This would mean substantial reductions in capacity for many programs. Congress could make a budget deal, as it has for the past four years, to raise the caps equally for defense and nondefense, leaving more room for investment in programs that house people.
The FY18 budget could result in broad overhauls in entitlement programs. Congress would make these broad overhauls in an effort to reduce long-term spending.
The biggest concern is either a block grant or a “per capita cap” of Medicaid — cutting spending and leaving implementation up to states. Since Medicaid is a lifeline for many people experiencing homeless, these proposals could seriously decrease the number of homeless people Medicaid could serve. Congress could propose similar changes to the Supplemental Nutrition Assistance Program (SNAP, or food stamps).
The Trump administration and Congressional leaders have shown great interest in tax reform, either as part of the FY18 budget or in a separate bill. This could bring opportunities as well as dangers.
There is growing support for changing the large housing subsidies provided to the wealthiest Americans through the tax system (mortgage interest deduction), and rebalancing them to provide rent subsidies for the poorest Americans.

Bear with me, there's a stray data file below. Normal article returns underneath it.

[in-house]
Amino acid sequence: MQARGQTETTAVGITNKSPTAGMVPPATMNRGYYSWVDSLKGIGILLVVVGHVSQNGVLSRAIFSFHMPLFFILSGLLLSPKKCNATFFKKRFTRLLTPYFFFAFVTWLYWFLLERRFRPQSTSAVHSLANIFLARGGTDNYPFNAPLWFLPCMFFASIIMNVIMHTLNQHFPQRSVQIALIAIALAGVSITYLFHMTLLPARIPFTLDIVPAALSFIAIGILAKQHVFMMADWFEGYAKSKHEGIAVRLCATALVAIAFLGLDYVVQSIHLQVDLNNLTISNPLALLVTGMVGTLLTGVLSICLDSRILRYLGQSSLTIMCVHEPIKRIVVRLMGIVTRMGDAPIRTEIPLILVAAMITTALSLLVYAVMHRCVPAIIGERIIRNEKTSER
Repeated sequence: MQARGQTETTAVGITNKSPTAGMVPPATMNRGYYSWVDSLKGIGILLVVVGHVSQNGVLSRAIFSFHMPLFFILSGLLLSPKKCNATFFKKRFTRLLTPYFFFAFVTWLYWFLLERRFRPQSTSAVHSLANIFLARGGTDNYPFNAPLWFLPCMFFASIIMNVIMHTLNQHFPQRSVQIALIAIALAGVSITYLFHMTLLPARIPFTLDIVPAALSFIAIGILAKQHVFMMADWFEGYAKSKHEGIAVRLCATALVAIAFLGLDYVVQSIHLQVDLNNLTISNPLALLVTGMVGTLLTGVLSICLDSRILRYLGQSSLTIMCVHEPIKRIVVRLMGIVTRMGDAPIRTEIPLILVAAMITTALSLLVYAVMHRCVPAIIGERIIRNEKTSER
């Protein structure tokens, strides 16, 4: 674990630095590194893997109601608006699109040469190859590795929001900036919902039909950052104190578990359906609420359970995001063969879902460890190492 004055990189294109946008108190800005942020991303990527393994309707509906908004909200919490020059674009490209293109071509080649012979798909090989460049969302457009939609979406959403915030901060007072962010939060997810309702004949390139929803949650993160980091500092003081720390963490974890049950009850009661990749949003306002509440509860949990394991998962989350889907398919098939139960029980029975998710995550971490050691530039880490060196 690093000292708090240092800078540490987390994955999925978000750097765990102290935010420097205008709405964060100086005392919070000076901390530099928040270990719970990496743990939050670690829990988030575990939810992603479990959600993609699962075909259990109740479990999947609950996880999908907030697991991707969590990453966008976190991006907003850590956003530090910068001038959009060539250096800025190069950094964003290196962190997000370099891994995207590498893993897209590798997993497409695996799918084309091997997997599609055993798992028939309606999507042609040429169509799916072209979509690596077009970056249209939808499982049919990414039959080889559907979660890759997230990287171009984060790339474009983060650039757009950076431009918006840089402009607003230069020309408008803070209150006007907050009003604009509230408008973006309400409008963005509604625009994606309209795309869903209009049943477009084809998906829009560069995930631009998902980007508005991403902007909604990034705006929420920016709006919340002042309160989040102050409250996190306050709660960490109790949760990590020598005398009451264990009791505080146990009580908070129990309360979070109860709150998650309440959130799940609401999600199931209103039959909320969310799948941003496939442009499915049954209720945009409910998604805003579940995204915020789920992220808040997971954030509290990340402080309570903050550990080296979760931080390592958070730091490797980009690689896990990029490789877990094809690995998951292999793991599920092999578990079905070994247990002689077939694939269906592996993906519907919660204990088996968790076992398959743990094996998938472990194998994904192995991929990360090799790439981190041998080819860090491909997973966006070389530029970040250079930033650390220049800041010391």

Congress will also need to address the Low-Income Housing Tax Credit, so that it can continue to pay for building new housing for low-income people.
Reform of Fannie Mae and Freddie Mac
There may once again be an effort to change the way the federal government provides a backstop to home mortgages. One proposed and popular bill to do so, in 2014, included funding for the National Housing Trust Fund, as does the current system of GSEs such as Fannie Mae and Freddie Mac. There remain basic disagreements in Congress, however, so the prospects for legislation remain unclear.
Housing Programs and the National Housing Trust Fund
Congressional leaders have expressed some interest in block granting HUD's large housing programs, particularly the housing choice voucher program. However, this program gets good result and is based firmly in the private market. States generally have little or no experience running large rent subsidy programs, making it unlikely they could improve the program.
Another danger would be an attack on the National Housing Trust Fund, which just this year is finally producing funding for states to use for affordable housing development.
These are big issues. Worst-case scenarios would include major damage to our work and to the well-being of millions of Americans. On the other hand, there may be opportunities. To protect the most vulnerable people, we need the bipartisan support for work on homelessness to continue. We will need your help to make sure that the people who represent you in Congress understand how homelessness affects your community, what you're doing about it, and how the issues above would affect your work. Be in touch, we're always happy to help.